Published in the International Journal of General Medicine, the study examines the overall health effects of total meat consumption in more than170 countries.
The researchers found that total meat consumption correlates to greater life expectancy, independent of the competing effects of total calories intake, economic affluence, urban advantages and obesity.
"We wanted to look more closely at research that has thrown a negative spotlight on meat consumption in the human diet," said Wenpeng You, study author and University of Adelaide researcher in biomedicine.
"Looking only at correlations of meat consumption with people's health or life expectancy within a particular group, and/or a particular region or country, can lead to complex and misleading conclusions," You said.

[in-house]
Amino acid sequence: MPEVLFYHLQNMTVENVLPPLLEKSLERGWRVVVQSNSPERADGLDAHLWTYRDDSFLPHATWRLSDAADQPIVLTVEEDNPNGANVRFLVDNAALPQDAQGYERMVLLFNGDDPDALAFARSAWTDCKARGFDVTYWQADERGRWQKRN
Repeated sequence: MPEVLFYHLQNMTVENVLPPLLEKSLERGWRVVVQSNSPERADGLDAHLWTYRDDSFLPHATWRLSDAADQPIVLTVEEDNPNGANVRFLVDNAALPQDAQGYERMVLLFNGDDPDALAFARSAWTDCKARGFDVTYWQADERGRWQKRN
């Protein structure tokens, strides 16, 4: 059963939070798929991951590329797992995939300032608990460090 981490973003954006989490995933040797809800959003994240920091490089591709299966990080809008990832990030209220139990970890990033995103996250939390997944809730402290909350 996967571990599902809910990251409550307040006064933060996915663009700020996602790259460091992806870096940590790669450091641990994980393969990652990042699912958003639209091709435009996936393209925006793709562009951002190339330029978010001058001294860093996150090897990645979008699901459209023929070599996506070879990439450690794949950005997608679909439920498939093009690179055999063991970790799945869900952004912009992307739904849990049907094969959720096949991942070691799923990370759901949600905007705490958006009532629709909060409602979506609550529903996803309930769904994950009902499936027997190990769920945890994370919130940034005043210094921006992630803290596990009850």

The research team broadly analyzed the correlations between meat eating and life expectancy and child mortality at global and regional levels, which minimized the study bias and resulted in a conclusion more representative of the general health effects of meat eating.